Ava at Eight

I was standing in the kitchen late last night, contemplating which of the pre-party tasks I could take on with so little time left in the day. I decided to work on number cookies, pulling the “8” from the tin of cookie cutters. It took me a split second to realize “9” was the only number I’ve yet to use in this set, and then “number” cookies will become hearts, or circles, or some other shape that indicates Ava is growing up far too quickly.

The thing about making number cookies is that it’s a task that provides plenty of opportunity for contemplation and reflection. Nostalgia drives the process, after all.

A few weeks ago, my mom noted that Ava wasn’t making as frequent appearances on the blog. And, it’s true—as she gets older, it’s harder to write about her in this way. She seems less a baby, less a kid, and more a person. A person who reads this blog herself, and a person who should probably have more to say about her online persona than her mother. And so, I hold back a bit more than I do with her siblings. I hope, though, once a year, she’ll forgive a few musings about who she’s becoming, and how her insistance on aging changes her mother, too.

An old acquaintance of mine recently shared a story about taking her second-born in for five-year immunizations. She reported the child didn’t shed a single tear, though quickly added she couldn’t take much credit: Her firstborn had to be held down by four nurses during the same appointment a couple of years earlier. That addendum made me laugh out loud, because in our house, it was Ava who has made her siblings seem relatively easy by comparison. Perhaps there’s something to birth order, or perhaps it’s personality. Maybe it’s because these first children—daughters, especially—know they have the responsibility of training new parents. Ava’s certainly held our feet to the fire for the last few years.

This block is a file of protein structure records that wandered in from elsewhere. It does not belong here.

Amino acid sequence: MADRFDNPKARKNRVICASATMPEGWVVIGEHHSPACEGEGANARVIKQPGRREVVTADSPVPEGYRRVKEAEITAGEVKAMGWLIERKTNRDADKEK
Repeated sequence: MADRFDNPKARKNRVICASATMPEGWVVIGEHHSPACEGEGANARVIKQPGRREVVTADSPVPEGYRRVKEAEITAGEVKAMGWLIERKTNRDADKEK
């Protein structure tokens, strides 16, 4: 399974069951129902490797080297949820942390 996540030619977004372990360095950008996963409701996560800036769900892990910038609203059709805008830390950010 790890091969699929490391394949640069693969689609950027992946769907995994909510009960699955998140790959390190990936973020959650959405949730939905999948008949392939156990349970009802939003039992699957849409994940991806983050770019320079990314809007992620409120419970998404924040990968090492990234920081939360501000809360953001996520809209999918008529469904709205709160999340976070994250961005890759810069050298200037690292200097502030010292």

She questions our motives, executing a cutting cross-examination, and she will exploit any sign of weakness. She’s smart and shrewd and sharp-tongued. She started saying, “Because is not a reason” nearly as soon as she could talk. When she dissolves into a puddle on the floor, awash with tears, I remind her she’s eight now, and eight-year-olds most assuredly do not have tantrums. When she calms, she reminds me that eight really isn’t all that old.

She’s nearly always right.

I worry incessantly about How She Will Turn Out. I want her to be self-possessed but gracious. Assertive but polite. Generous. Inclusive, responsible, poised. Driven. On any given day, I can give you numerous examples of how I failed in helping her become this person. Bryan believes if we just love her, she’ll be all of those things and more.

He is nearly always right.

We’ve spent a fair amount of time talking about the girls while they’re away this weekend. At one point, Bryan noted how funny it is now to think that having only a baby to care for is so easy. That was certainly not how we were feeling eight years ago when we brought our first little one home. As such, I know there will be a time—probably one that involves cars, or dates, or college applications—where we say, “and we thought it was tough back then.”

To date, though, Ava at this age is my favorite challenge. She’s funny and helpful. She makes me work to be a better mom, and like her father, she forgives so effortlessly along the way. For that alone, I am truly grateful.

4 responses to this post.

  1. Posted by Gramma Great on March 22, 2013 at 3:37 pm

    Oh my! This is perfect!

  2. That was just beautiful. Left a tear in the eye.

  3. Posted by Bryan on March 26, 2013 at 12:41 pm

    This is really beautiful, Rebecca. Love u!

  4. […] For the first time, my number cookies weren’t numbers. […]

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